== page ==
SocialSite's Flexible Relationship model

oneway We want Project SocialSite to have a Flexible Relationship model that a site operator can tweak to suit the unique requirements of the site's community. We've settled on a model based on relationship types and named levels. In this post, I'll review this new model that we have designed. [Read More]

CommunityOne call for papers is open X 2

Next year there will be two CommunityOne events in the US of A; one in New York City on March 18 and the other, coinciding with JavaOne week in June 1 in San Francisco. Here's the call for papers link. The call closes on December 11.

c1

Details of Roller setup at blogs.sun.com

Meena Vyas, Murthy Chintalapati and Allen Gilliland just published an article on BigAdmin that describes the architecture of blogs.sun.com, a Roller, Sun Web Server, Memcached and MySQL based site that averages 4 million hits a day with its two SunFire T2000 servers at 97% idle. You can get the article for free (registration required) here: Sun Blogs: A Sun Java System Web Server 7.0 Reference Deployment

diagram

Worth checking out: reglib vs jQuery

I've been doing a lot of JavaScript work lately for Project SocialSite and, to my surprise, enjoying it greatly. I've also been making use of JQuery, so Greg Reimer's post on reglib vs. JQuery really caught my eye.

Here's the opening blurb from the reglib project site:

CSS is nice because it lets you declare styles without worrying about DOM load, traversal or having to reattach styles as the DOM gets updated over the lifetime of the page. Which raises the question, why isn't the behavior layer similarly declarative?

/* the style sheet */
div.menu li > a { color: blue; }

/* why not a behavior sheet? */
div.menu li > a { click: function(e) { ... }; }

reglib's goal is to get as close to that as possible:

reg.click("div.menu li > a", function(e) { ... });

reglib is so named because it lets you "register" an event handler against a CSS selector. Like CSS, once the above code is "declared", the event handling behavior takes effect globally. This is true regardless of whether the onload event has fired, or whether the DOM has finished loading off the network, or whether arbitrary sections of DOM have been overwritten.

Cool stuff, huh? Check out the DEMO page Greg has put together "rigged like a science experiment" to demonstrate the differences between JQuery and reglib.


Carolina blue

My country and even my state have made me damn proud this week. Congratulations to President-elect Obama and thanks to all the folks who worked so hard for change over the past couple of years.

Map of USA with NC in blue

The X-rated SocialSite API

Roy Fielding: I am getting frustrated by the number of people calling any HTTP-based interface a REST API. Today's example is the SocialSite REST API. That is RPC. It screams RPC. There is so much coupling on display that it should be given an X rating.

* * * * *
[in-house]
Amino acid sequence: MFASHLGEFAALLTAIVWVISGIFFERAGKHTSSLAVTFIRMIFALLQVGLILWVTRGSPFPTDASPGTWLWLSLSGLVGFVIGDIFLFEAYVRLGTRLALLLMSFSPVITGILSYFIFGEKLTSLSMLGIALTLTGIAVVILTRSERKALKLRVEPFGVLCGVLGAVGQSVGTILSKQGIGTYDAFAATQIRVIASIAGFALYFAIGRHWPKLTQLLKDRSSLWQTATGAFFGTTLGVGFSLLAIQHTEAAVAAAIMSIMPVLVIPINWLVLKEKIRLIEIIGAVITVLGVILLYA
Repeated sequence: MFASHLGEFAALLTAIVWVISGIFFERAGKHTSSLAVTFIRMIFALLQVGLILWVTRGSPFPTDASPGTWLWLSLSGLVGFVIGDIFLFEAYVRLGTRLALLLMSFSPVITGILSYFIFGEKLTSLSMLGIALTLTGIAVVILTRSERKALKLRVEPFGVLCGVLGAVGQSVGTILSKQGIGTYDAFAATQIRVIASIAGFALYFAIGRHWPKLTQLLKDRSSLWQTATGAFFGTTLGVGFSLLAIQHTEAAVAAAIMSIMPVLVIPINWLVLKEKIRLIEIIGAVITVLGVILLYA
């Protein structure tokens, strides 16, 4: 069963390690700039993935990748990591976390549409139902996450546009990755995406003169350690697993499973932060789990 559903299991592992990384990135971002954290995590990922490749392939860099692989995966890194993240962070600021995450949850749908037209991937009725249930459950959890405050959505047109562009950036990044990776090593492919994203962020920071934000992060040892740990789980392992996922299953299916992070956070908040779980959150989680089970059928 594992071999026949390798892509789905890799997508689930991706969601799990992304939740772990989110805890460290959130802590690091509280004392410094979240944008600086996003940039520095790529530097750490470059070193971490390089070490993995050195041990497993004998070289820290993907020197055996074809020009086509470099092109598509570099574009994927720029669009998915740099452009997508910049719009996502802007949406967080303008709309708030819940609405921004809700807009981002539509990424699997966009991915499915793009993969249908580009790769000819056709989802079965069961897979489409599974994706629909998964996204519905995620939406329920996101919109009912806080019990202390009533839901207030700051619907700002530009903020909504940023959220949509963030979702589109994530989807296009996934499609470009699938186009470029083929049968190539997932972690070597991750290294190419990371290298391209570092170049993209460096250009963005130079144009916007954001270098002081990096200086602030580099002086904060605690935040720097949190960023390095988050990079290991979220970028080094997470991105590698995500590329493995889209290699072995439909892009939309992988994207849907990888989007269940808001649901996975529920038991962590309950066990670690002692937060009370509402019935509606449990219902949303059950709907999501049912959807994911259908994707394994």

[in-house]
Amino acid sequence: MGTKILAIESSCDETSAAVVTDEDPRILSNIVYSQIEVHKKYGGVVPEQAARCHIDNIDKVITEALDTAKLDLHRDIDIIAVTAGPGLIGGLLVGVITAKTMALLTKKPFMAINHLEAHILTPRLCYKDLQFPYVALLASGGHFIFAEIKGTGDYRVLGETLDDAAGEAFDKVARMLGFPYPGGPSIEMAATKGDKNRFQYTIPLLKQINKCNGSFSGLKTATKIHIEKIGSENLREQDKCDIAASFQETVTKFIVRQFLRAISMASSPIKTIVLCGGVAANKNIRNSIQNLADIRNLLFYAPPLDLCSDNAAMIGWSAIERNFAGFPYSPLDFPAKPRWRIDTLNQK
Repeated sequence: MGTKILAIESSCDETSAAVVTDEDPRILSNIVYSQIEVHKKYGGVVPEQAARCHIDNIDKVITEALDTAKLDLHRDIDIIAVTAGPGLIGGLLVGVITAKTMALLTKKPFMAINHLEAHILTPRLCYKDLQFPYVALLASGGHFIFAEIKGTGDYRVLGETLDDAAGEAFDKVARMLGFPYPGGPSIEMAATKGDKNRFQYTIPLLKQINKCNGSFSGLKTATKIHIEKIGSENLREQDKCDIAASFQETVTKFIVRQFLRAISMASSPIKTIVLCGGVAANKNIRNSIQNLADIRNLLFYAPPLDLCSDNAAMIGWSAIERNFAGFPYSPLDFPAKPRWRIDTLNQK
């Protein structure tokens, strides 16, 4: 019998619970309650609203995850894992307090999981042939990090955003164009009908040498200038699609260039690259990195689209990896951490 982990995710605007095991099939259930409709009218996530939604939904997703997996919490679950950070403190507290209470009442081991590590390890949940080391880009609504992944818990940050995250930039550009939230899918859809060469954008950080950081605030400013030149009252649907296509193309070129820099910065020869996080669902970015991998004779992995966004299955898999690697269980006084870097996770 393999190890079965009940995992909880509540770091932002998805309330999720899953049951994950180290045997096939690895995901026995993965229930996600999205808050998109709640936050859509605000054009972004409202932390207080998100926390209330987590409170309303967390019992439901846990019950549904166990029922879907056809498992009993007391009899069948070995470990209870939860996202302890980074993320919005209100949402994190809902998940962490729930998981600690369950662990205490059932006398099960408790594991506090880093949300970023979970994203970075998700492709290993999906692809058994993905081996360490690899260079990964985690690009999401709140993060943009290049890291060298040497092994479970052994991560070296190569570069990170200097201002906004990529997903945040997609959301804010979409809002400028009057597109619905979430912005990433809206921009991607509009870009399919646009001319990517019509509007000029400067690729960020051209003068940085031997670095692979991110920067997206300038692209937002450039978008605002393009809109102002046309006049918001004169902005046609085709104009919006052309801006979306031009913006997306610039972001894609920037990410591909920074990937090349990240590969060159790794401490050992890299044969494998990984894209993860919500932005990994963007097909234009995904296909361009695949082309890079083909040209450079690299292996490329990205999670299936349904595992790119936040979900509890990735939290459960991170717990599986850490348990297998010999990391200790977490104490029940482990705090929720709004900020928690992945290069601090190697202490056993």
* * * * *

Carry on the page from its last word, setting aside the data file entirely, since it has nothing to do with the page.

Ouch! As the author of the torrid (and pretty rough) Project SocialSite Proposal: Finalize Web Services APIs proposal that Roy calls out to sharply, I'd like to point of that, as I explained in a recent post, Project SocialSite is simply implementing and extending the OpenSocial API. OpenSocial includes both a JSON-RPC API and a REST API. SocialSite implements and extends them both. I never meant to imply that the JSON-RPC API is RESTful (and neither did the authors of the OpenSocial specifications). In fact, I renamed the proposal from "Finalize REST APIs" to "Finalize Web Services APIs" after I realized that OpenSocial would come in both flavors.

The proposal that I wrote outlined a way for Project SocialSite to hook into Apache Shindig (incubating), the Reference Implementation of OpenSocial,implement a couple of Shindig interfaces and thus gain support for both the OpenSocial REST API and the OpenSocial JSON-RPC API. The OpenSocial REST API does claim to be RESTful and I believe it is; it's based on AtomPub but includes some extensions for providing generic XML and JSON representations in addition to Atom format. The Project SocialSite REST API will extend that and will also be RESTful.


SocialSite's OpenSocial extensions part 2: Web Services (cont.)

Today, I'm going to wrap up the summary of the Project SocialSite Web Services that I started in Part 1 of this series. I'll cover the new APIs we've added for managing Gadgets, for Messaging and for Search. These are not quite as solid as the other services I've covered; they're still in-flux and under development. [Read More]

SocialSite's Opensocial extensions, part 1: Web services

I'm on SocialSite blog patrol this week, which means that I need to post interesting stuff at blogs.sun.com/socialsite, or here or both places at once. So here's some blog fodder, a series of posts describing the extensions we are making to OpenSocial. [Read More]

What's up with Roller?